And remember, this was 100 years ago, when almost a billion people were starving and more than a billion lived in dire poverty. It's shocking to think that in such a rich world, people starved, but they did -- from those almost one billion who were not eating enough to be healthy, about 40 million people every year actually died from starvation-related causes. So that makes the waste of crops even harder to understand.

There is a spirited debate in college and university political science departments about whether it was the scientific argument about animals or the environmental and human starvation arguments that finally caused eating animals to be seen as so totally unethical, but everyone agrees that Richard Dawkins, other scientists, and animal protection groups focused attention on the scientific argument -- now obvious to us -- that other animals are more like us than they're unlike us (they feel pain, they are familial, they seek enjoyment, etc.) and that eating them is... well it's beneath our humanity and certainly bad for our health and the health of the planet.

Professor Dawkins, who was the foremost evolutionary scientist of his day, denounced what he called "speciesist arrogance" -- this idea that human beings are the pinnacle of creation -- and he called other species our "cousins," though these ideas were hardly the scientific consensus, despite the efforts of Dawkins, Jane Goodall, and other such pioneers. Of course it's obvious to us that other species have the same basic capacities and senses as human beings, but again, this was a big, big deal when Dawkins and Goodall were saying it 100 years ago.

[Judaism teaches that only human beings are created in God's image, but has many very strong teachings that prohibit mistreating animals.]

At that same time, animal protection groups started to focus more and more on the way these animals were treated. Groups documented the unbelievable cruelty of systems for egg production where so-called farmers crammed seven animals into tiny cages, as many as 100,000 in a shed, unable to do anything natural to being a chicken. They documented slaughterhouses -- it remains amazing to me that society didn't come up with another name for these places -- chopping animals' limbs off while they were still conscious.

They kept animals by the thousands in windowless buildings hidden away from view, and inside, they had people lined up to kill them, dismember them, and chop them up to be shipped out for food. There was a lot of blood, and there were horrible sounds coming from those places. But it was the biggest industry in the whole world, and people didn't seem to question the rightness of it. You can sometimes see these videos late at night on the American History channel, but they justifiably contain a parental warning, since they are not for the faint of heart.

At this point, most of the students are staring blankly, in total shock.

I'm sorry -- I know this is hard to hear. But it's important that we understand our history, and it's important that...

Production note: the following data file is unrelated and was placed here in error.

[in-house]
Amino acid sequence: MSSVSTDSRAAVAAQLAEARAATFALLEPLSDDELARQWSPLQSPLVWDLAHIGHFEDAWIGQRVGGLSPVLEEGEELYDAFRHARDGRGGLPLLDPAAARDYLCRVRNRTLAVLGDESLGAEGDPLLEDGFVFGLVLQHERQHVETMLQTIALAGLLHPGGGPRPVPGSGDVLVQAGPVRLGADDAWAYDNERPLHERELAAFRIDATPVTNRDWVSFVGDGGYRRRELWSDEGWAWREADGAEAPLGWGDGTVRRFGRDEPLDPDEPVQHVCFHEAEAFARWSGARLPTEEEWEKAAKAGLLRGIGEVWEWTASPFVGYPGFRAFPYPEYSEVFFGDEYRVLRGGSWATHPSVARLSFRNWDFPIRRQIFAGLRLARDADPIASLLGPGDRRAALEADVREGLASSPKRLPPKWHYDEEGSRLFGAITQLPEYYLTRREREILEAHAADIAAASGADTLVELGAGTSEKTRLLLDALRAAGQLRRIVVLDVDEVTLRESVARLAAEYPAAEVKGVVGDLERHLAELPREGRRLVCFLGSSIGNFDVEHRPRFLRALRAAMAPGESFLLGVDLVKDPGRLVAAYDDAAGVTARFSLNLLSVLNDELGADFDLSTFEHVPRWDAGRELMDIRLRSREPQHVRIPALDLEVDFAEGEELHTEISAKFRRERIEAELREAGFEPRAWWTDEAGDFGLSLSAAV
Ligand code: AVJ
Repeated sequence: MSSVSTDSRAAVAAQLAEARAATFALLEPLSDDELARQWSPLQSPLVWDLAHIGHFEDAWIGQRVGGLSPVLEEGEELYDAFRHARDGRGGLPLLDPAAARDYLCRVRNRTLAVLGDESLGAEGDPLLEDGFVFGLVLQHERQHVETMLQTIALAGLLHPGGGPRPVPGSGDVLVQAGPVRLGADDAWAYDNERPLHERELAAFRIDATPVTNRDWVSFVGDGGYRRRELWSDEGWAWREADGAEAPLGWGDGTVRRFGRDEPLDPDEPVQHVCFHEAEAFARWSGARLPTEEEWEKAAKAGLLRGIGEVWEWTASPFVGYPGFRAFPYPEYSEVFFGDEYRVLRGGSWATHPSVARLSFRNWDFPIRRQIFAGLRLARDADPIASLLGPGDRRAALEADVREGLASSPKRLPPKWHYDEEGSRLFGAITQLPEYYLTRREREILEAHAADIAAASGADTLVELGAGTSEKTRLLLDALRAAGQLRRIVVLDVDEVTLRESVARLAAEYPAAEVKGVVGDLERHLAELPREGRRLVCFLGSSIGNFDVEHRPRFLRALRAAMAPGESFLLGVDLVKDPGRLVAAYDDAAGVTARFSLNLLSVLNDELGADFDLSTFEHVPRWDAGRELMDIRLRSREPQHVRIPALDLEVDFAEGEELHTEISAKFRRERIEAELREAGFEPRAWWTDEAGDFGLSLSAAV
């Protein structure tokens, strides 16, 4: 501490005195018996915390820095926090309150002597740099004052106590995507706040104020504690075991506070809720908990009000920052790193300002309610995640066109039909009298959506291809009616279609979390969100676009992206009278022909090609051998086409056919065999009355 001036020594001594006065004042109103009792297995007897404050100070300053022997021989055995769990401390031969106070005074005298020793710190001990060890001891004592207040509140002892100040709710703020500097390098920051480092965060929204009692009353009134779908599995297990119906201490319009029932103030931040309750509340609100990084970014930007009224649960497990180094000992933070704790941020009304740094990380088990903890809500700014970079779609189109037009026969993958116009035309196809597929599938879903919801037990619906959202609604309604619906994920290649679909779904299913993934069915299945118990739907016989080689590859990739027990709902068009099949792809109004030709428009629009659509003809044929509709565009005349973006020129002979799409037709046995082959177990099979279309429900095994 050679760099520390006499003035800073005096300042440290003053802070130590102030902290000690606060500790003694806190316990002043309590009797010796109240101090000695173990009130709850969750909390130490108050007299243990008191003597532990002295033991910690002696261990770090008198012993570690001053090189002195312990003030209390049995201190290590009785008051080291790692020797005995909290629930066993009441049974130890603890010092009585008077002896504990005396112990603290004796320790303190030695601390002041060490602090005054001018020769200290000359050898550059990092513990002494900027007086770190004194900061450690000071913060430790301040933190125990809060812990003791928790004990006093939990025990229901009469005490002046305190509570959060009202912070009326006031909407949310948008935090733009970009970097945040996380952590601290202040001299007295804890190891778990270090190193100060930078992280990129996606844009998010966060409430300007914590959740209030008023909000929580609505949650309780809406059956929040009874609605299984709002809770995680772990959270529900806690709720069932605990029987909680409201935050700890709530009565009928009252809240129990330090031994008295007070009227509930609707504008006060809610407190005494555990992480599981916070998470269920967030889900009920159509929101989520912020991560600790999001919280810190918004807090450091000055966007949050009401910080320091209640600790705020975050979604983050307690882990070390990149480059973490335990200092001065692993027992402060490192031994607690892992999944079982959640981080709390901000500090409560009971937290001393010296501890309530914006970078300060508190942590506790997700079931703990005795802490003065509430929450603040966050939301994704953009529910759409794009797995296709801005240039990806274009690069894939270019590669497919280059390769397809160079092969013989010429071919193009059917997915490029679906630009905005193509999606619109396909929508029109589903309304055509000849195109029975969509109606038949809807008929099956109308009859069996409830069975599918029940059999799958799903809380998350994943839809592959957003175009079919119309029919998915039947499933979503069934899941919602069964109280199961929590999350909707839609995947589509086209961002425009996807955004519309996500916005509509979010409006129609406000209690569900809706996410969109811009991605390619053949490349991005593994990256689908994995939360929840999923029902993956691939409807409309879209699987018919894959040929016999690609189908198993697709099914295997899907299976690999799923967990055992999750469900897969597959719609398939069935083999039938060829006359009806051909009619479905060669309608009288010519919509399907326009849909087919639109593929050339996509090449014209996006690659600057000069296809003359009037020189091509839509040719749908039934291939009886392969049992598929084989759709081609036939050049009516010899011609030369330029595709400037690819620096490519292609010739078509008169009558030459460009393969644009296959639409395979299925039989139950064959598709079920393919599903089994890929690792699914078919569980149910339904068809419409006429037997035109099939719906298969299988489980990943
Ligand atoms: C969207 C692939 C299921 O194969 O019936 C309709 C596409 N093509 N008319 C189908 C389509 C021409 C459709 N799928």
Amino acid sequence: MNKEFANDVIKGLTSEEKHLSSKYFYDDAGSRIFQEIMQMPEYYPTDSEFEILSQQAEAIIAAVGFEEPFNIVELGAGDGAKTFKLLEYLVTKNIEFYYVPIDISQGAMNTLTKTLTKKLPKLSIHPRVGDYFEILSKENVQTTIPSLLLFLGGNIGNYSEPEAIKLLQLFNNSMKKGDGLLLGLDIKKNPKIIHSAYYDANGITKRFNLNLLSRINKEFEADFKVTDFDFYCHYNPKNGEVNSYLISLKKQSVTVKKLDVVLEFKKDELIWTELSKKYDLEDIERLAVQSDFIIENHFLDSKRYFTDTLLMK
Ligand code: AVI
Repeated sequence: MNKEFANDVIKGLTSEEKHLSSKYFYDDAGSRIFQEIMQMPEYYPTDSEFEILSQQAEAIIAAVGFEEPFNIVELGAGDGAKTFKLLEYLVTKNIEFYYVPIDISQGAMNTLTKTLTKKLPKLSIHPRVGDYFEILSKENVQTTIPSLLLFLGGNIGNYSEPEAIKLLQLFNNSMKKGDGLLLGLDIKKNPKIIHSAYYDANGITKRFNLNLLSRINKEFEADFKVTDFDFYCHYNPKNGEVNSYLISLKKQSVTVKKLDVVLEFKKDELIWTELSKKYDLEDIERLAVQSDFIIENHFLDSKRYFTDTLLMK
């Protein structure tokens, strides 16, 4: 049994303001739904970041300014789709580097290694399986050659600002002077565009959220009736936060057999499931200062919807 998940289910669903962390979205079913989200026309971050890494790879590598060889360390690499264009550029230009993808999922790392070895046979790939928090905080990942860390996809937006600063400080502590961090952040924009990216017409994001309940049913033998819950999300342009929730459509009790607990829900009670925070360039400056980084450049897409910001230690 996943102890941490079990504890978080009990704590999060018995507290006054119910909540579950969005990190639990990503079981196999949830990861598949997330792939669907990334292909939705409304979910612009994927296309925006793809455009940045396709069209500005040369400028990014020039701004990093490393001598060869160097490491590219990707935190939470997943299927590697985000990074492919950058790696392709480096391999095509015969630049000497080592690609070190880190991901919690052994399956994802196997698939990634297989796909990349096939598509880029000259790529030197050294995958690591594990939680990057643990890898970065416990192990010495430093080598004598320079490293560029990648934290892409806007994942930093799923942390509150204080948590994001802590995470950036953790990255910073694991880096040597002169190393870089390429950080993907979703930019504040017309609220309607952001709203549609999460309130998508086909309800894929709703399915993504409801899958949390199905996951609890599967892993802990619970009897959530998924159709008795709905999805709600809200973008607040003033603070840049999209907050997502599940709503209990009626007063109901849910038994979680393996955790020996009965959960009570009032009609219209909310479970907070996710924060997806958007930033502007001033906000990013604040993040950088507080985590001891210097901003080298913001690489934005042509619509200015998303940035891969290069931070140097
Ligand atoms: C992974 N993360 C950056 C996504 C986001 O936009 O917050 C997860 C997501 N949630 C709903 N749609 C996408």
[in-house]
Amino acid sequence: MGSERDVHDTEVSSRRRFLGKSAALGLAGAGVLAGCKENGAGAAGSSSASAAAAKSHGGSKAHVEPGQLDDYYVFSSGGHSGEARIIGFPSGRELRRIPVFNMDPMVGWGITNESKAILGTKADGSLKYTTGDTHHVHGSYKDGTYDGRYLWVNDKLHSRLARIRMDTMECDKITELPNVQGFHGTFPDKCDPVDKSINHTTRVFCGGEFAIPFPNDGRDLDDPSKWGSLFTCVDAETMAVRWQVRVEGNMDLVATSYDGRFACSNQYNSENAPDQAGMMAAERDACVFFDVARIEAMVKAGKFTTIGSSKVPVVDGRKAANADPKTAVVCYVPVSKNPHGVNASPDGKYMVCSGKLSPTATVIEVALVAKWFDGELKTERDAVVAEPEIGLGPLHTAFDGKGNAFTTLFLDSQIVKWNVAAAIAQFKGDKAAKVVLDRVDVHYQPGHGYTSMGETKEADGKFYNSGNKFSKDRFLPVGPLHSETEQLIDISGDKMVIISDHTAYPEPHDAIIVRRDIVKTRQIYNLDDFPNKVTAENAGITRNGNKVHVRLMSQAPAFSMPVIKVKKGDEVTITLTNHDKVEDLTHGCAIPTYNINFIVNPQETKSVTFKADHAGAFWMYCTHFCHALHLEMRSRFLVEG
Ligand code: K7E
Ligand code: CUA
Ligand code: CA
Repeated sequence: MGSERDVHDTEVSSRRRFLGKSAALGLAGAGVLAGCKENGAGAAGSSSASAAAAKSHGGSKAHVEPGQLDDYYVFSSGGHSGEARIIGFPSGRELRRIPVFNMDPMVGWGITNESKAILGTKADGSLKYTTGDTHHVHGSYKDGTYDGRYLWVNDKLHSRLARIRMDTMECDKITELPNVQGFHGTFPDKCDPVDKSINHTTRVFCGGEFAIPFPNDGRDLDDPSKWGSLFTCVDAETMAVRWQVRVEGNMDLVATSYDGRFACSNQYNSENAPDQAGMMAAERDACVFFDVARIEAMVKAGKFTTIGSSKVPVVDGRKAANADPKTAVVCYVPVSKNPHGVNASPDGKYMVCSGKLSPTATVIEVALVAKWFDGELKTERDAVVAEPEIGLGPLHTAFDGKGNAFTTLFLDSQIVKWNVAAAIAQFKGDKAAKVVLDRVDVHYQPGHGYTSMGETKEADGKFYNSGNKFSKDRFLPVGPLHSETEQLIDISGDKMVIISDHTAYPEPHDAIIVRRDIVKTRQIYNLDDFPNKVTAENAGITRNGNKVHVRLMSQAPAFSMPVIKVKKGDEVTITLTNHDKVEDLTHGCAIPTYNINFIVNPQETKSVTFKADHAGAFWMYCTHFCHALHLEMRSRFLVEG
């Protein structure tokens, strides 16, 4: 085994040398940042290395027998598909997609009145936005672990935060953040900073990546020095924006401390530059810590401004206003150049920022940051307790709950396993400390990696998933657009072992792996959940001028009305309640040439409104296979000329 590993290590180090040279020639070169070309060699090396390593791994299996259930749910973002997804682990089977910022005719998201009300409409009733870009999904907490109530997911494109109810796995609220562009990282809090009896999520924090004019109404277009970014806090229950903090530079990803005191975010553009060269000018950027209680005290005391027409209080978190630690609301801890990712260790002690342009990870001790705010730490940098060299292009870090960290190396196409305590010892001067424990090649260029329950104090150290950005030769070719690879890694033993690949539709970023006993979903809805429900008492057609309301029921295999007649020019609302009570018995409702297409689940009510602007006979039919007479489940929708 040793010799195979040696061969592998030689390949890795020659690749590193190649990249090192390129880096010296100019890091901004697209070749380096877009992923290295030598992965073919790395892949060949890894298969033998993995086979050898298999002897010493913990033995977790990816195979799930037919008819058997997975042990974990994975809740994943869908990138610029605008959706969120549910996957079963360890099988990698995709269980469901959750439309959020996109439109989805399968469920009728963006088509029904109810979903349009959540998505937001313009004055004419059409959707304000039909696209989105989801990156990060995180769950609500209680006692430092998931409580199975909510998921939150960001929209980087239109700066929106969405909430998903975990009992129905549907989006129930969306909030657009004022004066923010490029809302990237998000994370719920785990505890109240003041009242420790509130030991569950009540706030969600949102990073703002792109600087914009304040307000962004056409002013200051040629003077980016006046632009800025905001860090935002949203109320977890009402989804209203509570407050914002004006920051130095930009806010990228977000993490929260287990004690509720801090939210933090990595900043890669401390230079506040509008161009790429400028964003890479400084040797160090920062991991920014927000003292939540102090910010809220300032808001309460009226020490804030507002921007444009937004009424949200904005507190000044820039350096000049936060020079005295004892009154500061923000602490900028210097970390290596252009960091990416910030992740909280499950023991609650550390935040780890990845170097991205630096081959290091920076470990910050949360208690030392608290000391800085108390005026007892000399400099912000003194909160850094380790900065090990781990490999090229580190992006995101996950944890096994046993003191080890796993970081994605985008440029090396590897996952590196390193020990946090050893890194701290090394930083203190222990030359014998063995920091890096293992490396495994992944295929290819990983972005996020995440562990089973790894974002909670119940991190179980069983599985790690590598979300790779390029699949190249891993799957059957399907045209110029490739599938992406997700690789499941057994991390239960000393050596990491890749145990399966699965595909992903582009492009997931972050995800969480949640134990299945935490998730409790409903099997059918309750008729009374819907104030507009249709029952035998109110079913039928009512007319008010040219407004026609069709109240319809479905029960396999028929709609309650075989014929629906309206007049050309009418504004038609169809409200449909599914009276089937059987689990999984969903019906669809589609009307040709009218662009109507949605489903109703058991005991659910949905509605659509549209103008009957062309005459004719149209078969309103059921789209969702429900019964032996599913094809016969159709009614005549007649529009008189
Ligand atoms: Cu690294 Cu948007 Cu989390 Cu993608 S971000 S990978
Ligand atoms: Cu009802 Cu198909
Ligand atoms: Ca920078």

A student interrupts: But ma'am, how could this be? Wouldn't people get sick if they were eating animals' corpses? I mean, they were eating dead bodies!

Why yes, they got sick. Millions of people got sick from eating contaminated animal flesh every year, and thousands died. And even more shocking, more than half of Americans died for heart disease and cancer (those were big diseases back then), and two-thirds of Americans were overweight from eating this unhealthy diet. Although some doctors and nutritionists tried to tell everyone else that the human body is not designed to consume animals, much as people smoked cigarettes and denied the harm for so long, people also ate animals and denied the harm. I know this all sounds quite fantastical to you, but it's true.

Another student chimes in: But why, why did they eat animals? It seems so... gross.

Teacher: Well, perhaps they liked the taste of animal flesh [students groan collectively]. I'm really not sure. In 2008, a movie came out about a rugby team that experienced a plane crash, and the members ended up eating their team members as they froze to death. I suspect that the realization that humans are also made of flesh might have shocked some people.

At that time, it's important to remember that the very idea of green businesses was brand new and some businesses thrived as people clung to tradition. There were massive corporations dedicated to profiting from war, coal mining, oil, and killing billions of animals. You may not believe this, but people would actually call Thanksgiving "turkey day" because about 50 million turkeys were killed for that day alone.

First student blurts out in frustration: How could this be? My great grandmother was alive 100 years ago -- surely she didn't eat animals!?

Teacher: Well remember, humans held other humans as slaves not very long before that, and the Holocaust was a mere 60 years before Obama came to office. Think of things like the witch burnings, the crusades, the fact that women couldn't even vote 100 years earlier than the first black presidency. Thankfully, human beings evolve ethically, not just physically!